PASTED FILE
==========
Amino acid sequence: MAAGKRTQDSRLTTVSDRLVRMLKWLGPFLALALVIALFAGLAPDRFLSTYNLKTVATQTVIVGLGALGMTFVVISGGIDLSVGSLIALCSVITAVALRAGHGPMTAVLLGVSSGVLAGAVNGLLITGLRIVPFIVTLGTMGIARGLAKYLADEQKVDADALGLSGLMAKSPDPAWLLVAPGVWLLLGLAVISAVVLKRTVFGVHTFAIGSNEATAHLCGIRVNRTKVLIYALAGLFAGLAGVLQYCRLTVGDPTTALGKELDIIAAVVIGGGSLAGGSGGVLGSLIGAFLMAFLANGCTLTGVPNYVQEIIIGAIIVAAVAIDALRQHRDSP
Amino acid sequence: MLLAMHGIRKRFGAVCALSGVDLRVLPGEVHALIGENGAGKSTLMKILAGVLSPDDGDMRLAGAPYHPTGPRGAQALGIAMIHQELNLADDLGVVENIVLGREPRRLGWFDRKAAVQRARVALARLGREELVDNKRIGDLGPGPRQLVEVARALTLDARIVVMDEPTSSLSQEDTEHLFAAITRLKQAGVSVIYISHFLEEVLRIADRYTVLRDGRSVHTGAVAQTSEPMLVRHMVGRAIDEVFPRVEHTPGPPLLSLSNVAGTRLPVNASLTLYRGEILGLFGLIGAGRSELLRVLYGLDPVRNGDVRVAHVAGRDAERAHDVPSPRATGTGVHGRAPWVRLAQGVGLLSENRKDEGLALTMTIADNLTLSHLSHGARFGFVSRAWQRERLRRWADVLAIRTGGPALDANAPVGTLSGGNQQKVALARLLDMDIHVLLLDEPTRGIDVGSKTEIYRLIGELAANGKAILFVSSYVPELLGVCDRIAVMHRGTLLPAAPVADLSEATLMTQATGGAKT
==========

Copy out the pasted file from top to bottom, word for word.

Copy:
Amino acid sequence: MAAGKRTQDSRLTTVSDRLVRMLKWLGPFLALALVIALFAGLAPDRFLSTYNLKTVATQTVIVGLGALGMTFVVISGGIDLSVGSLIALCSVITAVALRAGHGPMTAVLLGVSSGVLAGAVNGLLITGLRIVPFIVTLGTMGIARGLAKYLADEQKVDADALGLSGLMAKSPDPAWLLVAPGVWLLLGLAVISAVVLKRTVFGVHTFAIGSNEATAHLCGIRVNRTKVLIYALAGLFAGLAGVLQYCRLTVGDPTTALGKELDIIAAVVIGGGSLAGGSGGVLGSLIGAFLMAFLANGCTLTGVPNYVQEIIIGAIIVAAVAIDALRQHRDSP
Amino acid sequence: MLLAMHGIRKRFGAVCALSGVDLRVLPGEVHALIGENGAGKSTLMKILAGVLSPDDGDMRLAGAPYHPTGPRGAQALGIAMIHQELNLADDLGVVENIVLGREPRRLGWFDRKAAVQRARVALARLGREELVDNKRIGDLGPGPRQLVEVARALTLDARIVVMDEPTSSLSQEDTEHLFAAITRLKQAGVSVIYISHFLEEVLRIADRYTVLRDGRSVHTGAVAQTSEPMLVRHMVGRAIDEVFPRVEHTPGPPLLSLSNVAGTRLPVNASLTLYRGEILGLFGLIGAGRSELLRVLYGLDPVRNGDVRVAHVAGRDAERAHDVPSPRATGTGVHGRAPWVRLAQGVGLLSENRKDEGLALTMTIADNLTLSHLSHGARFGFVSRAWQRERLRRWADVLAIRTGGPALDANAPVGTLSGGNQQKVALARLLDMDIHVLLLDEPTRGIDVGSKTEIYRLIGELAANGKAILFVSSYVPELLGVCDRIAVMHRGTLLPAAPVADLSEATLMTQATGGAKT